Hidden Guadagnini, star Pressenda, and Russian aristocracy spice up spring auction sales


Every appraiser dreams of discovering a long-lost treasure tucked away in an attic or closet. And Bonham's celebrated one such find at its June 10 auction with a highly important violin by G.B. Guadagnini (Piacenza, 1745). Peter Horner of Bonham's musical instrument department found the violin during a routine visit to the United States. "The owner had no idea what he had—and was pleasantly surprised, to say the least, when I told him how much it might be worth. There has been a lot of interest in the violin, which is in almost perfect condition and sounds as you would expect from this superb maker," said Horner prior to the sale. The violin had been with the American owner since 1925, when it was brought from Switzerland by relatives. The instrument was estimated at £100,000–£150,000 ($70,422–$105,633), and sold for £145,000/$99,315.

Bonham's March 12 sale saw a good French violin by Jean Baptiste Vuillaume (Paris, c. 1860) sell for £40,000 ($28,169)—the low end of its estimate. Also notable, a fine, handsome, and rare viola by Benjamin Banks (Salisbury, c. 1780) sold with a certificate from Dykes & Sons (London, May 24, 1979). The instrument was featured in The British Violin (BVMA, Oxford, 2000, pp. 120–129) and brought £10,500 ($7,394) at gavel.

Christie¹s celebrated two strong sales this spring. The March 13 South Kensington sale presented one of the top lots for London's spring season: a good Italian violin by Giovanni Francesco Pressenda (Turin, 1828). The instrument fetched £102,750 ($72,359) at the auction's close.

Christie's East hosted its first auction at the new Rockefeller Center location in New York on May 30, featuring items from the estate of an unnamed private collector that brought fierce bidding. Says Genevieve Wheeler of Christie's East, "Having a broad selection of bows in such pristine condition brought clients in weeks in advance of the public viewing."

A fine silver-mounted violin bow by François Nicolas Voirin was considered a prize lot by collectors. Estimated at $6,000–$8,000, it took $10,158 at close. Also notable, a silver-mounted violin bow by Hippolyte Camille Lamy sold for $5,975.

A Nicola Gagliano violin (Naples, 1734) was well received by attendees, and brought $95,600 at final bidding. It was especially popular among the players at the auction as it was a strong example of a "grand pattern model."

Skinner had very good sales and several high-quality lots in its May 5 auction in Boston. David Bonsey of the musical instrument department reports, "It was one of our best sales ever—92 percent of the lots sold. And we had ten world records." One record-breaker, a violin made by the son of well-known Dutch maker Johannes Cuypers, Johannes Franciscus Cuypers, sold for $28,200—a price establishing J.F. Cuypers as a quality maker in his own rite.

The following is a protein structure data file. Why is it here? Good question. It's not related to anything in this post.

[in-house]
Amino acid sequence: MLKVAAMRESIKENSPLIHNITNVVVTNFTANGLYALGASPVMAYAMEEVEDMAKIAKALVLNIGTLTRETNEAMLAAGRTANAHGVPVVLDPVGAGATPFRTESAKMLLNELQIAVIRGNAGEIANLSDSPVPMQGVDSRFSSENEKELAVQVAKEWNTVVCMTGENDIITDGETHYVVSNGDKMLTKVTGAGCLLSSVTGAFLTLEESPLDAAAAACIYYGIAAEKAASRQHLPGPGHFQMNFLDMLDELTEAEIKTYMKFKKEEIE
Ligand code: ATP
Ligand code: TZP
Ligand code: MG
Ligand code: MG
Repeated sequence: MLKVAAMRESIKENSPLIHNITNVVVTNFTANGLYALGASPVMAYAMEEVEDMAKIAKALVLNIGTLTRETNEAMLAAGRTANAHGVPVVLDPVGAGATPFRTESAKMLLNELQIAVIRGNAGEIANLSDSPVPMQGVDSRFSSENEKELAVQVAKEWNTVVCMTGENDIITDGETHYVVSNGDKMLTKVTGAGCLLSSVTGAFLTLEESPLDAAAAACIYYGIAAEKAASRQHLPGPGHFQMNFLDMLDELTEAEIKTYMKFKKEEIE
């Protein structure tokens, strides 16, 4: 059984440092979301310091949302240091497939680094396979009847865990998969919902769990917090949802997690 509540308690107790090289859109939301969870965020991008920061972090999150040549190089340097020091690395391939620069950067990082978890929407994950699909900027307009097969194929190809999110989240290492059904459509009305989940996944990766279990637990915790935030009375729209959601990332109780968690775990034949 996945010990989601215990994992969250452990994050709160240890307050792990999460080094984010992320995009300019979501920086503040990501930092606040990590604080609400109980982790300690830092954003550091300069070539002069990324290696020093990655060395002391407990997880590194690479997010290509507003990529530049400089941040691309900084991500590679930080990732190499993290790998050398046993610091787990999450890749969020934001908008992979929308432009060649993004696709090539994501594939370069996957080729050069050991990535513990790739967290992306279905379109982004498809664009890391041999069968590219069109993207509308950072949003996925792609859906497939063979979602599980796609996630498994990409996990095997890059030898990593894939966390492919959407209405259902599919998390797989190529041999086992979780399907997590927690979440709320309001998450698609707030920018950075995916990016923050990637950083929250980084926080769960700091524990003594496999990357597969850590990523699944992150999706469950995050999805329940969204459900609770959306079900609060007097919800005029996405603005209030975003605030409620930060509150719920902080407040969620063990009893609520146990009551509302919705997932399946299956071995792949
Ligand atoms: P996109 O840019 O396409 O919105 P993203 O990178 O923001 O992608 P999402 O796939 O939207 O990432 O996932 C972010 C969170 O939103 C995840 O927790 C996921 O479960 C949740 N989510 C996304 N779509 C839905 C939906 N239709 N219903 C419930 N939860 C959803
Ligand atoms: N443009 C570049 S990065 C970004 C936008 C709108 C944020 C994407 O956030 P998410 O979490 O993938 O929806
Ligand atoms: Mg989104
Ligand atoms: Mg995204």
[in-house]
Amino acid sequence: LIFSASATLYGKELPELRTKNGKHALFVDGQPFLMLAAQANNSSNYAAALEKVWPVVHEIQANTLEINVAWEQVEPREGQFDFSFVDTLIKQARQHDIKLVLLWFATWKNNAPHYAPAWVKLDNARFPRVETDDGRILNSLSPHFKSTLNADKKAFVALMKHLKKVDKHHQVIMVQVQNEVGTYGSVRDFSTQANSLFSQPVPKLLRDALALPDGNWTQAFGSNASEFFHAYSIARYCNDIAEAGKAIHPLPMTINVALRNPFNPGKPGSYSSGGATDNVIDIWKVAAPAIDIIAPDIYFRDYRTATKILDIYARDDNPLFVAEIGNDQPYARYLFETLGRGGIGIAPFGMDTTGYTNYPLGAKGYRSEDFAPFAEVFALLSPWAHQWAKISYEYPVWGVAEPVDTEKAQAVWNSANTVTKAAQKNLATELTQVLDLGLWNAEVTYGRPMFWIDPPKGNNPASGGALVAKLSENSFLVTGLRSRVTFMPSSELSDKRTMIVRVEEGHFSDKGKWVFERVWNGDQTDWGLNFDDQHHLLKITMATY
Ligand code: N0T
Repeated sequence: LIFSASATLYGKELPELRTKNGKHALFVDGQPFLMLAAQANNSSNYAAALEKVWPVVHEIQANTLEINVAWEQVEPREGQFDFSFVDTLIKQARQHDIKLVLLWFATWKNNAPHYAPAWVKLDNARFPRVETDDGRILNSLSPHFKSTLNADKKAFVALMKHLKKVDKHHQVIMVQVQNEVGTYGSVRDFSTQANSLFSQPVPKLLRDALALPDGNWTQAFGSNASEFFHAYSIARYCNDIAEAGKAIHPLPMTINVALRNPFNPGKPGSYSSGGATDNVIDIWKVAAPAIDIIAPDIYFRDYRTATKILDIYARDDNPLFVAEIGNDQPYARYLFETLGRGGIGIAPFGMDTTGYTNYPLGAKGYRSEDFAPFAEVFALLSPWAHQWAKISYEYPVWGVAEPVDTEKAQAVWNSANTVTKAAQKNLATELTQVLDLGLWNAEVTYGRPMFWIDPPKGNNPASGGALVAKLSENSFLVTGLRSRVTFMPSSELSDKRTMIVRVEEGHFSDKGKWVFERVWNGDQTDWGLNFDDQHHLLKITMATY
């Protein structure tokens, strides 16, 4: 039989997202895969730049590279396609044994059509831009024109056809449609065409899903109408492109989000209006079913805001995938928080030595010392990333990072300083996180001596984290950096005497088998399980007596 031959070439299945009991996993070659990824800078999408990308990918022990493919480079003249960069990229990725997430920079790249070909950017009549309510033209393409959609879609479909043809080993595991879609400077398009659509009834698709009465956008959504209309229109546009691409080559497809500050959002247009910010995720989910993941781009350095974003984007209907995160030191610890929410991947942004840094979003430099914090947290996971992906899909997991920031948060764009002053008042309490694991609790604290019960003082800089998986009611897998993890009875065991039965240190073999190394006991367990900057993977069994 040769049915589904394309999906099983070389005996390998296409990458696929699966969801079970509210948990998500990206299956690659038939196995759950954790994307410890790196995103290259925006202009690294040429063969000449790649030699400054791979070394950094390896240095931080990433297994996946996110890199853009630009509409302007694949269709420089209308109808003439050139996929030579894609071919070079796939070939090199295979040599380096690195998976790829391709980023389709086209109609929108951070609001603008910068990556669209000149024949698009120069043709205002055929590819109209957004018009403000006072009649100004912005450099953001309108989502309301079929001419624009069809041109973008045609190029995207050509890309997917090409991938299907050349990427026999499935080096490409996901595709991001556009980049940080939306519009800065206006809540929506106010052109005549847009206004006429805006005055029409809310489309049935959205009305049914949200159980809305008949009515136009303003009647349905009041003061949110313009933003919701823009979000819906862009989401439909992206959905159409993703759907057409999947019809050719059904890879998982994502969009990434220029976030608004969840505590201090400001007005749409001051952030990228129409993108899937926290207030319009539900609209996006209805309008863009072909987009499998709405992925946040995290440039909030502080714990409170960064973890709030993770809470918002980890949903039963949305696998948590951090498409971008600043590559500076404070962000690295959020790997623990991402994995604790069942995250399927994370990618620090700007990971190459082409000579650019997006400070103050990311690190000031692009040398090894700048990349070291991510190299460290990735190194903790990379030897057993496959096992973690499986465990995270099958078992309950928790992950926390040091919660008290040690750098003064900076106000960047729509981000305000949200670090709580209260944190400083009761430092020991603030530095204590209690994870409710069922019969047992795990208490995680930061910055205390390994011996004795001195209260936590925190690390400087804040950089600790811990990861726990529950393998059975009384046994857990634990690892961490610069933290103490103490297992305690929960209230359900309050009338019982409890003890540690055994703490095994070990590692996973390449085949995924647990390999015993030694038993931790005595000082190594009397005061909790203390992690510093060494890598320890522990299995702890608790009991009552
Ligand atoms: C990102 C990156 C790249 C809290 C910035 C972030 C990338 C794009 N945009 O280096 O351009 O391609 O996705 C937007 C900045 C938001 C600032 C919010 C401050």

A rare French violin by Jean Baptiste Vuillaume (Paris, 1874) showcases inlaid ebony fleur-de-lys designs and is one of the last instruments to come out of Vuillaume's workshop, made a year before his death. Crafted for the famous violin dealer David Laurie, it's a copy of a Nicola Amati violin originally belonging to Prince Youssoupoff (a Russian aristocrat and pupil of Vieuxetemps). Only six copies were made. Estimated at $50,000–$70,000, the violin took $38,775 at gavel.

A Nicola Gagliano Neapolitan violin (Naples, 1759) sold to a musician for $62,275. A silver-mounted viola by Eric Lane and a violin bow by Francois Malo and Eric Grandchamp (collaborative work), were also noteworthy. Proceeds of these two sales were donated to the International Pernambuco Conservation Initiative (IPCI). Bonsey explains, "We would like to include at least two bows in each auction to support the IPCI." (Lane's bow sold for $940 and the Malo-Grandchamp work took in $1,645).

One of Skinner's most significant lots was an Italian violin catalogued as an instrument from the Mantua School—estimated at $15,000­18,000. It was the object of intense presale speculation, and musicians bid on its sound quality alone. It eventually sold with speculation as to its real maker for $154,500‹over ten times the low estimate.

Sotheby's March sale saw an Annibale Fagnola viola (Turin, 1904) sell for £40,750 ($28,697). Tim Ingles of the musical instrument department reports that this lot was especially nice to see as "[we are] in a market where violas are not guaranteed sellers, by any means." Also of note, an "ascribed to Gennaro Gagliano" violin garnered £35,000 ($24,648) against an estimate of £8,000–£12,000 ($5,634–8,450). And an Alfredo Contino violin broke a previous record, selling at £18,900 ($13,310).

Ingles notes, "there were also good results for Giuseppe Pedrazzini (£22,350 [$15,739]), Johannes Theodorus Cuypers (£23,500 [$16,549]), and Giovanni Floreno Guidante (£18,900 [$13,310]) violins, and an H.C. Silvestre violoncello (£25,800 [$18,169]). Amongst the bows, £4,560 ($3,211) for a W.E. Hill Fleur-de-lys was excellent, and a Dodd violoncello bow also did well at £7,200 ($5,070)."

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